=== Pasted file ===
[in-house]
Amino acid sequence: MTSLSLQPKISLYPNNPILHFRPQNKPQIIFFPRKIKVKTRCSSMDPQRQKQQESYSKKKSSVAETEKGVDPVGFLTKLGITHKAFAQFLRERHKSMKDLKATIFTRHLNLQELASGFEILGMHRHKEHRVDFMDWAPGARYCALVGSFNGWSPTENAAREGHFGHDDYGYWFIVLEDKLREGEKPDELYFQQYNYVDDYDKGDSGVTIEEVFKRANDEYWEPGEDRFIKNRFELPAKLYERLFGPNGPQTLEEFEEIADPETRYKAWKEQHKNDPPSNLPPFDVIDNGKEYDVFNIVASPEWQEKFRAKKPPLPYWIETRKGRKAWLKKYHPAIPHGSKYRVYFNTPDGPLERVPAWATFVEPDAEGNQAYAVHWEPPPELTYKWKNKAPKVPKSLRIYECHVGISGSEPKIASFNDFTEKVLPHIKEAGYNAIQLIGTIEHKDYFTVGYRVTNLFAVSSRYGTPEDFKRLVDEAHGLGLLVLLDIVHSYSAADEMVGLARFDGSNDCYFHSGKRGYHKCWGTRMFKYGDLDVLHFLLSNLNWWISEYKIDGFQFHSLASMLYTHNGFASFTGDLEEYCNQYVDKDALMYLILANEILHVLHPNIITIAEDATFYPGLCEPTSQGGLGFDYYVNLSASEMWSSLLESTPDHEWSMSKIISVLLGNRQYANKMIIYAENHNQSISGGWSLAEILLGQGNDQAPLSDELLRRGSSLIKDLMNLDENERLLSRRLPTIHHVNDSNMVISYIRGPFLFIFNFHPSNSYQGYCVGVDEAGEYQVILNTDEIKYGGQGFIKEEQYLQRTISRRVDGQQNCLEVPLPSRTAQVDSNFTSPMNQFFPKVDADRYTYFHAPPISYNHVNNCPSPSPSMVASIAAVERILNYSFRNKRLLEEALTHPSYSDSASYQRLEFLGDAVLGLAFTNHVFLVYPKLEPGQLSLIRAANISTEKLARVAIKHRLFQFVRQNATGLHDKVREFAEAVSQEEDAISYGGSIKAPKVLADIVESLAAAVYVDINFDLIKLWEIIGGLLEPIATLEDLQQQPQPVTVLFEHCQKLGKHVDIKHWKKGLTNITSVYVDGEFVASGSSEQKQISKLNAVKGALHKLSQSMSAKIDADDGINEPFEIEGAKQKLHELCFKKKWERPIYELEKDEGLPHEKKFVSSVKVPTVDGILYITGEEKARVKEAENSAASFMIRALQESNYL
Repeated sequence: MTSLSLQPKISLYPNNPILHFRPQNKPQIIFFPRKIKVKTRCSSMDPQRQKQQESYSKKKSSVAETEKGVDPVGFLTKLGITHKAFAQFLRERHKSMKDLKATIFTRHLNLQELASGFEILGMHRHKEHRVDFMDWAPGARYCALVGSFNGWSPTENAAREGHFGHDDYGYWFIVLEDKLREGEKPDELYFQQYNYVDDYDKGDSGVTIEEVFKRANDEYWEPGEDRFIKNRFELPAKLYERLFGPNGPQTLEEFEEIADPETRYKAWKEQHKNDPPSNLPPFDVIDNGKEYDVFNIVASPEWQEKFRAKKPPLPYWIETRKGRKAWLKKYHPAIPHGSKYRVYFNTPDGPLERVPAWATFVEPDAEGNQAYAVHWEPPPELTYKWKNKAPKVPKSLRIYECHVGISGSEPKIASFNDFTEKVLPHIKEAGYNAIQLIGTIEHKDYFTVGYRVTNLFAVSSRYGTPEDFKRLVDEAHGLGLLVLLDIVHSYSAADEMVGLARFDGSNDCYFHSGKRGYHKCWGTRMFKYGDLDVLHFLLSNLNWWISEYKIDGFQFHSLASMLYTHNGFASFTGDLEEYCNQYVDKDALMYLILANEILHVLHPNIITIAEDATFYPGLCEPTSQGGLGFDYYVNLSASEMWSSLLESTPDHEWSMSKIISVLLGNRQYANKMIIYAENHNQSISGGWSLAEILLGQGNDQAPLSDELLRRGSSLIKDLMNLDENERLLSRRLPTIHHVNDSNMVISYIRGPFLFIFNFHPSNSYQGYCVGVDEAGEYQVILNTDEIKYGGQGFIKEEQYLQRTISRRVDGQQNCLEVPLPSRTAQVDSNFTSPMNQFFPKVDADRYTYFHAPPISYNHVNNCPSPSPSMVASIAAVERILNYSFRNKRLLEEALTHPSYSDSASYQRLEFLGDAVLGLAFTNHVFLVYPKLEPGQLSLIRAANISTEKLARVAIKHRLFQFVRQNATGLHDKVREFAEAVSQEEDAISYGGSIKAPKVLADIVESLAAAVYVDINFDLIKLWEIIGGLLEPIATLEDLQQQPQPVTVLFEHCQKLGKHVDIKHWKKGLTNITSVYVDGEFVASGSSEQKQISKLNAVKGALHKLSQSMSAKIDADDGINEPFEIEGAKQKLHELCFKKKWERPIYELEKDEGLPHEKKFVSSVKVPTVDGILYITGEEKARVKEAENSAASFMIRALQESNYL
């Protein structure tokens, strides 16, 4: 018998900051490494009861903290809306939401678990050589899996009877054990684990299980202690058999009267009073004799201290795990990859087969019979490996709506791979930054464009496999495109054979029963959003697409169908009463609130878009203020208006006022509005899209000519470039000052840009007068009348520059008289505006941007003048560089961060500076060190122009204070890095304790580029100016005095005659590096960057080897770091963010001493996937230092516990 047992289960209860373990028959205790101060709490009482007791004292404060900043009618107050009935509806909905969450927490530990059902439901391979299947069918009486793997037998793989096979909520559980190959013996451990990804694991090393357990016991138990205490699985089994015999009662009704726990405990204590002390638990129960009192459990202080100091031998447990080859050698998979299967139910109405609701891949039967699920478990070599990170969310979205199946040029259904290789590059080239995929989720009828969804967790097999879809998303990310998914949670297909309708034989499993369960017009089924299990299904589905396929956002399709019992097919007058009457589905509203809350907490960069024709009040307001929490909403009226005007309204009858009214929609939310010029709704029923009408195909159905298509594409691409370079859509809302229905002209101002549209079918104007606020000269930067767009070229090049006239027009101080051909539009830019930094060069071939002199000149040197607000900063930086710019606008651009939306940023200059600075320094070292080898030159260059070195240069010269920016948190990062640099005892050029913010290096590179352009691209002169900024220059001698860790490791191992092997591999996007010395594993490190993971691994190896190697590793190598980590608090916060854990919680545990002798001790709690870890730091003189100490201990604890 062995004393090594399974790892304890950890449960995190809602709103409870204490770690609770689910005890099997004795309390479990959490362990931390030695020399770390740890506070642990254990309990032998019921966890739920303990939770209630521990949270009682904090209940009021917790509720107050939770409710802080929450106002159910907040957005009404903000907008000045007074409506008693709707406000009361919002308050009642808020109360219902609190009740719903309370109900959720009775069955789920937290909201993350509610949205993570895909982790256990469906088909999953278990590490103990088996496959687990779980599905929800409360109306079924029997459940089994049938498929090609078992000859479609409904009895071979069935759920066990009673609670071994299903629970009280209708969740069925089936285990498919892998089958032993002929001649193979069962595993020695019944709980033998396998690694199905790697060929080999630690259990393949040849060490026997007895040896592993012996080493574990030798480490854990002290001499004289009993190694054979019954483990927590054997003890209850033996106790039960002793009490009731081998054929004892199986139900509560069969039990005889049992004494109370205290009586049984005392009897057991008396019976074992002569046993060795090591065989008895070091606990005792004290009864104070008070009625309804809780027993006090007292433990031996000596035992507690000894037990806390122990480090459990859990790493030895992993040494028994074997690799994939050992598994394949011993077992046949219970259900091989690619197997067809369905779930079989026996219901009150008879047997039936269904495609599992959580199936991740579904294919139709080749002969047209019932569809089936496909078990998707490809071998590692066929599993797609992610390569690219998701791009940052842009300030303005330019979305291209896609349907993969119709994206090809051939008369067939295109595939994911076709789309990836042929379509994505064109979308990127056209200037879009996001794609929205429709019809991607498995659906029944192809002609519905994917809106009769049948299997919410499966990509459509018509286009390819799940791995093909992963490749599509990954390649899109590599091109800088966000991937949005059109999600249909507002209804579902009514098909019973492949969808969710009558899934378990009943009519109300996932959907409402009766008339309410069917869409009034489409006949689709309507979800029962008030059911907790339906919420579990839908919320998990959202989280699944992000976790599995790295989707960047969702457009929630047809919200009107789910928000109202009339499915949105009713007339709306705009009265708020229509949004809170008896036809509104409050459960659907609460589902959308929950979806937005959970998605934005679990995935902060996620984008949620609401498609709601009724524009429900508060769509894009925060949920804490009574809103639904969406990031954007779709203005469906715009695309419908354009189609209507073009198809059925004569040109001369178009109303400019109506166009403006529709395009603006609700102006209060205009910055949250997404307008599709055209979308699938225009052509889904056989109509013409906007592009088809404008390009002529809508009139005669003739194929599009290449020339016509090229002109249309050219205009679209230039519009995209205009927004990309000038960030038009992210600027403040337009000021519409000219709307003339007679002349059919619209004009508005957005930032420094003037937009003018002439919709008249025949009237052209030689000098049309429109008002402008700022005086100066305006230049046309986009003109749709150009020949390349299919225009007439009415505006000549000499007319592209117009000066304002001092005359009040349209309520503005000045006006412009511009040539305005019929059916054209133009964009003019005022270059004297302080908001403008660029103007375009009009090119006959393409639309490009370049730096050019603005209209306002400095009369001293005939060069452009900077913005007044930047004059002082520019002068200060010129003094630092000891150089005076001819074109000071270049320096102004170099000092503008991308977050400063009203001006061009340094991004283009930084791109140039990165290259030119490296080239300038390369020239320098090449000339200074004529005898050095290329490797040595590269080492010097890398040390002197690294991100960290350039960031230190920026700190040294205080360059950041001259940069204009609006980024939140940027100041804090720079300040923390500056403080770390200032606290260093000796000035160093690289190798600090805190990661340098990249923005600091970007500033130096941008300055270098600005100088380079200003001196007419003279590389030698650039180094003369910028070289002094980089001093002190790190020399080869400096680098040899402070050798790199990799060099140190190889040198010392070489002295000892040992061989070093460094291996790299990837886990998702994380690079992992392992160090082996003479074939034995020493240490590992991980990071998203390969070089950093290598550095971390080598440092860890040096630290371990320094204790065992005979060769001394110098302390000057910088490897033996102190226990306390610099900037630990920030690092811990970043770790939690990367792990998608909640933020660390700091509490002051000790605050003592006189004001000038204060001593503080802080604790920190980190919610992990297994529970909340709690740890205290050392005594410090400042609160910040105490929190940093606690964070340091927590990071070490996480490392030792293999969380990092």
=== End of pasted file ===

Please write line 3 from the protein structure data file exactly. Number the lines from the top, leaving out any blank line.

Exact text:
Repeated sequence: MTSLSLQPKISLYPNNPILHFRPQNKPQIIFFPRKIKVKTRCSSMDPQRQKQQESYSKKKSSVAETEKGVDPVGFLTKLGITHKAFAQFLRERHKSMKDLKATIFTRHLNLQELASGFEILGMHRHKEHRVDFMDWAPGARYCALVGSFNGWSPTENAAREGHFGHDDYGYWFIVLEDKLREGEKPDELYFQQYNYVDDYDKGDSGVTIEEVFKRANDEYWEPGEDRFIKNRFELPAKLYERLFGPNGPQTLEEFEEIADPETRYKAWKEQHKNDPPSNLPPFDVIDNGKEYDVFNIVASPEWQEKFRAKKPPLPYWIETRKGRKAWLKKYHPAIPHGSKYRVYFNTPDGPLERVPAWATFVEPDAEGNQAYAVHWEPPPELTYKWKNKAPKVPKSLRIYECHVGISGSEPKIASFNDFTEKVLPHIKEAGYNAIQLIGTIEHKDYFTVGYRVTNLFAVSSRYGTPEDFKRLVDEAHGLGLLVLLDIVHSYSAADEMVGLARFDGSNDCYFHSGKRGYHKCWGTRMFKYGDLDVLHFLLSNLNWWISEYKIDGFQFHSLASMLYTHNGFASFTGDLEEYCNQYVDKDALMYLILANEILHVLHPNIITIAEDATFYPGLCEPTSQGGLGFDYYVNLSASEMWSSLLESTPDHEWSMSKIISVLLGNRQYANKMIIYAENHNQSISGGWSLAEILLGQGNDQAPLSDELLRRGSSLIKDLMNLDENERLLSRRLPTIHHVNDSNMVISYIRGPFLFIFNFHPSNSYQGYCVGVDEAGEYQVILNTDEIKYGGQGFIKEEQYLQRTISRRVDGQQNCLEVPLPSRTAQVDSNFTSPMNQFFPKVDADRYTYFHAPPISYNHVNNCPSPSPSMVASIAAVERILNYSFRNKRLLEEALTHPSYSDSASYQRLEFLGDAVLGLAFTNHVFLVYPKLEPGQLSLIRAANISTEKLARVAIKHRLFQFVRQNATGLHDKVREFAEAVSQEEDAISYGGSIKAPKVLADIVESLAAAVYVDINFDLIKLWEIIGGLLEPIATLEDLQQQPQPVTVLFEHCQKLGKHVDIKHWKKGLTNITSVYVDGEFVASGSSEQKQISKLNAVKGALHKLSQSMSAKIDADDGINEPFEIEGAKQKLHELCFKKKWERPIYELEKDEGLPHEKKFVSSVKVPTVDGILYITGEEKARVKEAENSAASFMIRALQESNYL